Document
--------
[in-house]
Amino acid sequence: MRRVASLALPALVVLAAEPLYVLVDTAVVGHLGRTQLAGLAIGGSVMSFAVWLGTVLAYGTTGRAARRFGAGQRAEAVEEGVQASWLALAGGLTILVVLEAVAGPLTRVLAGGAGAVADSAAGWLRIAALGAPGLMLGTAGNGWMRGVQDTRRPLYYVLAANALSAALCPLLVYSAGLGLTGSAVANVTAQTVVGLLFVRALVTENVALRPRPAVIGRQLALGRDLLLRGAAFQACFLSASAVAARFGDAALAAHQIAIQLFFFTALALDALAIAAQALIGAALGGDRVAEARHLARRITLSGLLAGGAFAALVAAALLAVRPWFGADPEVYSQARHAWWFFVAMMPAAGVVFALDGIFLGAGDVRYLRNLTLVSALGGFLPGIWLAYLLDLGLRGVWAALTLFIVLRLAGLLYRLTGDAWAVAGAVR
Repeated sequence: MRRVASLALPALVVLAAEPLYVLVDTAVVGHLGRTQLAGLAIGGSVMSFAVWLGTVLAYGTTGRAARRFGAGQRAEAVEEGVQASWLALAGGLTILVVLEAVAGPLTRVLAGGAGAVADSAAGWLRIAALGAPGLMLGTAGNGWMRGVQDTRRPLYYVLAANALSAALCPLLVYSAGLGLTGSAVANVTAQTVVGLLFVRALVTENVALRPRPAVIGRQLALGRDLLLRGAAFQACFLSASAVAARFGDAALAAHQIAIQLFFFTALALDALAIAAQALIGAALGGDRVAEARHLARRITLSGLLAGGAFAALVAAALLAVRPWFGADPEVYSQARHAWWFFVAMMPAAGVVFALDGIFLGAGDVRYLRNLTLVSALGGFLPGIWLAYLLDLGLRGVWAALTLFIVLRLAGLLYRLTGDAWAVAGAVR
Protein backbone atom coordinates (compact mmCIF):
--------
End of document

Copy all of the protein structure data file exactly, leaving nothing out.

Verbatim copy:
[in-house]
Amino acid sequence: MRRVASLALPALVVLAAEPLYVLVDTAVVGHLGRTQLAGLAIGGSVMSFAVWLGTVLAYGTTGRAARRFGAGQRAEAVEEGVQASWLALAGGLTILVVLEAVAGPLTRVLAGGAGAVADSAAGWLRIAALGAPGLMLGTAGNGWMRGVQDTRRPLYYVLAANALSAALCPLLVYSAGLGLTGSAVANVTAQTVVGLLFVRALVTENVALRPRPAVIGRQLALGRDLLLRGAAFQACFLSASAVAARFGDAALAAHQIAIQLFFFTALALDALAIAAQALIGAALGGDRVAEARHLARRITLSGLLAGGAFAALVAAALLAVRPWFGADPEVYSQARHAWWFFVAMMPAAGVVFALDGIFLGAGDVRYLRNLTLVSALGGFLPGIWLAYLLDLGLRGVWAALTLFIVLRLAGLLYRLTGDAWAVAGAVR
Repeated sequence: MRRVASLALPALVVLAAEPLYVLVDTAVVGHLGRTQLAGLAIGGSVMSFAVWLGTVLAYGTTGRAARRFGAGQRAEAVEEGVQASWLALAGGLTILVVLEAVAGPLTRVLAGGAGAVADSAAGWLRIAALGAPGLMLGTAGNGWMRGVQDTRRPLYYVLAANALSAALCPLLVYSAGLGLTGSAVANVTAQTVVGLLFVRALVTENVALRPRPAVIGRQLALGRDLLLRGAAFQACFLSASAVAARFGDAALAAHQIAIQLFFFTALALDALAIAAQALIGAALGGDRVAEARHLARRITLSGLLAGGAFAALVAAALLAVRPWFGADPEVYSQARHAWWFFVAMMPAAGVVFALDGIFLGAGDVRYLRNLTLVSALGGFLPGIWLAYLLDLGLRGVWAALTLFIVLRLAGLLYRLTGDAWAVAGAVR
Protein backbone atom coordinates (compact mmCIF):